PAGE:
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Breast Cancer Update: Early Detection and Treatment
October Is Breast Cancer Awareness Month
BY DIANE ISSENBERG, Health & Wellness Co-team Leader
Breast cancer is one of the most common types of cancer in women. There are over 2.5 million women who are breast cancer survivors (women who have been treated or who are currently being treated.) As a breast cancer survivor, of over twenty years, I know first-hand the importance of early detection, a correct diagnosis, and treatment options. Equally important is finding out the "right" facts about breast cancer. Over the years, new techniques and modalities are the result of dedicated researchers and physicians. Israeli researchers, led by Dr. Asher Salmon, then Senior Oncologist at Hadassah Hebrew University Medical Center and team member, Professor Tamar Peretz, Director of Hadassah's Sharrett Institute of Oncology developed a blood test that reveals it is possible to predict the presence of harmful BRCA1 or BRCA2 gene mutations in otherwise healthy women, using a novel technology called gene expression profiling. Women with a mutation in their BRCA1 or BRCA2 gene, especially individuals of Ashkenazi Jewish descent, have a significantly increased risk for developing breast or ovarian cancer. For many of those at risk, the disease may develop at an early age.
The only other test available to detect the mutation is full gene sequencing. However, as Dr. Salmon points out, it is "expensive, time consuming and, in many cases, lacks clear and decisive information for making a clinical decision." Many times, it cannot be determined if the mutation is neutral or harmful. Hadasit, Hadassah's technology transfer arm, identified the economic and scientific potential of this new technology developed by the Israeli team, protected it with a patent, and commercialized it to Biogene, a daughter company of Micromedic, who is working on developing a diagnostic kit based on the research.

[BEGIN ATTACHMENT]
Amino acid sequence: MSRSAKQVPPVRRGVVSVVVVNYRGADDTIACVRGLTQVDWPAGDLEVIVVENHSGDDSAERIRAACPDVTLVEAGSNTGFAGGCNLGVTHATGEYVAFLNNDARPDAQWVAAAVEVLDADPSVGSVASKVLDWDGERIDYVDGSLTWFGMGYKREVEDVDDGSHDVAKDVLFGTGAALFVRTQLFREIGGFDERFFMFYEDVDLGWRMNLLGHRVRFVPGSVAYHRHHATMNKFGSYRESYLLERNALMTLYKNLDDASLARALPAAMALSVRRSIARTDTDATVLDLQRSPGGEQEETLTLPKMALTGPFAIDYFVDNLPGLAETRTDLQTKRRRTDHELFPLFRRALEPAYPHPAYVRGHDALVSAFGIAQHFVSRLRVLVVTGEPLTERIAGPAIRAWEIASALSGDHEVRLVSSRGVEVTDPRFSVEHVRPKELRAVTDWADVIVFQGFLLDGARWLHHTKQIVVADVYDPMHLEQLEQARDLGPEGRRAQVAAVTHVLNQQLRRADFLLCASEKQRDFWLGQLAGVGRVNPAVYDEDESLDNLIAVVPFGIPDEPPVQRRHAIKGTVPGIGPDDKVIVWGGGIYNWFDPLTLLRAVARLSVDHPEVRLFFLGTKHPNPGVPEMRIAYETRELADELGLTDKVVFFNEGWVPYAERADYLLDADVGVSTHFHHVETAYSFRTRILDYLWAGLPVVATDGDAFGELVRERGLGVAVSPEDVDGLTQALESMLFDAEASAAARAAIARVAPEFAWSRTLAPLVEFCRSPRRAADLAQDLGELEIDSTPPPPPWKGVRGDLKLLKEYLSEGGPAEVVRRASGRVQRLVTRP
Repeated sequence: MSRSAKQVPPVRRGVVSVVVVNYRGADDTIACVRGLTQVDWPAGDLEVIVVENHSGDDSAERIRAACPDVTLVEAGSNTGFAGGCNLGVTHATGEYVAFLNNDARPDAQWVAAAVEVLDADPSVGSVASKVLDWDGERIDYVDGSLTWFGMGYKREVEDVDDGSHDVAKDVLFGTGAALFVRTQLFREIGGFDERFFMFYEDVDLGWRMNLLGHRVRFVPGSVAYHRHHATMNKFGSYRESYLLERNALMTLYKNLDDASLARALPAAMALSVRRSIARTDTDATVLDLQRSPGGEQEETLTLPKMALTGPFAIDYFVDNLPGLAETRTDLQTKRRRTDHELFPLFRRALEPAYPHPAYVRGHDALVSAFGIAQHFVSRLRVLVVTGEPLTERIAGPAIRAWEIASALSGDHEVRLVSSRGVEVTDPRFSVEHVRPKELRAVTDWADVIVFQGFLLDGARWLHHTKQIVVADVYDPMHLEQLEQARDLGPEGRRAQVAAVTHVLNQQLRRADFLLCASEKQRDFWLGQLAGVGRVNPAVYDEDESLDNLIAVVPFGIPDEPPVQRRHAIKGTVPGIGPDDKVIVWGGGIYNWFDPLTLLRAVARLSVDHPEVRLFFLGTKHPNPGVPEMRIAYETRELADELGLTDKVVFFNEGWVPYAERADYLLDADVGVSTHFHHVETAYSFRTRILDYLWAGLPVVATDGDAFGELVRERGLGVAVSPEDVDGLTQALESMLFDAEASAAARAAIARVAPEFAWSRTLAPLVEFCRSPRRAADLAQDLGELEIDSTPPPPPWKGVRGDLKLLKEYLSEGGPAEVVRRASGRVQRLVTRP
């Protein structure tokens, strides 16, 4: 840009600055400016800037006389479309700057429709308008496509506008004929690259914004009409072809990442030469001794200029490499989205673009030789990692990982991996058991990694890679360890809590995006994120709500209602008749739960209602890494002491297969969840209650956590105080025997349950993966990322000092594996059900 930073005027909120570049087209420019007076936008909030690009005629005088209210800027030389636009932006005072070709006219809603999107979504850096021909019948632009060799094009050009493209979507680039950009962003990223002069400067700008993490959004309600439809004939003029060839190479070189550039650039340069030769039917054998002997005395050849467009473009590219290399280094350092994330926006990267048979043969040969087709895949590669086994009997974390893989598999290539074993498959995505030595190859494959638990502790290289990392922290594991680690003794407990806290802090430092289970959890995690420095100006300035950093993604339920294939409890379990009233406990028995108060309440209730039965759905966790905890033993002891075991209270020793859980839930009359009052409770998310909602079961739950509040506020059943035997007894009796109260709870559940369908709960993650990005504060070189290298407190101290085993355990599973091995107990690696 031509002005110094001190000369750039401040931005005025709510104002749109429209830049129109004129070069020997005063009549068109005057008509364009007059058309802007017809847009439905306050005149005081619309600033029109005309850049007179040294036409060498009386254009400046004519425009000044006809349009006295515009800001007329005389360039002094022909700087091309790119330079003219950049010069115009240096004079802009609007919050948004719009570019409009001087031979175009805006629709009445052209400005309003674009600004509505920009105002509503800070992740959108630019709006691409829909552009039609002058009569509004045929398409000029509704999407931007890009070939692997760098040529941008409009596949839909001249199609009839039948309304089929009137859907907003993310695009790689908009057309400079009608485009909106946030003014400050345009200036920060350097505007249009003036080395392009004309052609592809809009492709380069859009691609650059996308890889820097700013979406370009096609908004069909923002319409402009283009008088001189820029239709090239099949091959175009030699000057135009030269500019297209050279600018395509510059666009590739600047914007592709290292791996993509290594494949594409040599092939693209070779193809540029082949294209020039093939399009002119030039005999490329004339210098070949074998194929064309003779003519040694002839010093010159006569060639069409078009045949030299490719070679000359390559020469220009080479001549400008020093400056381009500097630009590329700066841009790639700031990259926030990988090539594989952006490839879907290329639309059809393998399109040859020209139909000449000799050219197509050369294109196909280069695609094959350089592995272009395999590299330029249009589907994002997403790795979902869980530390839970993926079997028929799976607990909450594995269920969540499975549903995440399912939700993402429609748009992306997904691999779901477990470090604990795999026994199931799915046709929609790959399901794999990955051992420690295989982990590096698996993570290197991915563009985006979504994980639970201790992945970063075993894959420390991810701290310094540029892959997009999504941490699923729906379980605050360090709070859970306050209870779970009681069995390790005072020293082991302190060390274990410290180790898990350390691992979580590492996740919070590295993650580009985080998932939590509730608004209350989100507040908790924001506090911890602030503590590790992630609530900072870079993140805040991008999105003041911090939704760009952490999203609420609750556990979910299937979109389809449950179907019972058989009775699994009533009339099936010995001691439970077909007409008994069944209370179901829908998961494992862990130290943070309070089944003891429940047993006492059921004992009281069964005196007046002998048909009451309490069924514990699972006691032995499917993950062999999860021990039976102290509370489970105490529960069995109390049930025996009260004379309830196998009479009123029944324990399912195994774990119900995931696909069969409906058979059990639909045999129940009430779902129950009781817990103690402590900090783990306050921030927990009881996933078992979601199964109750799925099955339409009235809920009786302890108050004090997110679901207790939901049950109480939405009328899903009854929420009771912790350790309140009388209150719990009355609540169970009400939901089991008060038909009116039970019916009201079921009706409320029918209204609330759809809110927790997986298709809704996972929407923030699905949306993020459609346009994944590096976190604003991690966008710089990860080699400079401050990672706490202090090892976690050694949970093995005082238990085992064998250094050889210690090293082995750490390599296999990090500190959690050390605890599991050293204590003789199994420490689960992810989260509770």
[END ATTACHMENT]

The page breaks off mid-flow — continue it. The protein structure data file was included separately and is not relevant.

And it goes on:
Newly published research last month shows that taking Tamoxifen is tied to a sharply reduced risk of a second breast cancer among women who carry the BRCA1 or BRCA2 gene. Some women will opt to have their breasts removed preemptively, which reduces breast cancer risk by more than 95 percent. Other women may choose to have their ovaries removed, which cuts breast cancer risk in half. The new findings suggest taking Tamoxifen may be another breast cancer prevention option for those women. In addition, those who carry the BRCA1 or BRCA2 mutation who have NOT developed breast cancer may want to consider taking Tamoxifen as well. The American Society of Clinical Oncology says a 5-year course of Tamoxifen should be discussed for women age 35 and older who are at an increased risk of breast cancer. In light of these new findings, women with these mutations should review their cancer risk management options with their specialist.
October is breast cancer awareness month. See CHECK IT OUT FOR ADULTS® and learn how to do breast self-examination.
Determination of Molecular Markers for BRCA1 and BRCA2 Heterozygosity Using Gene Expression Profiling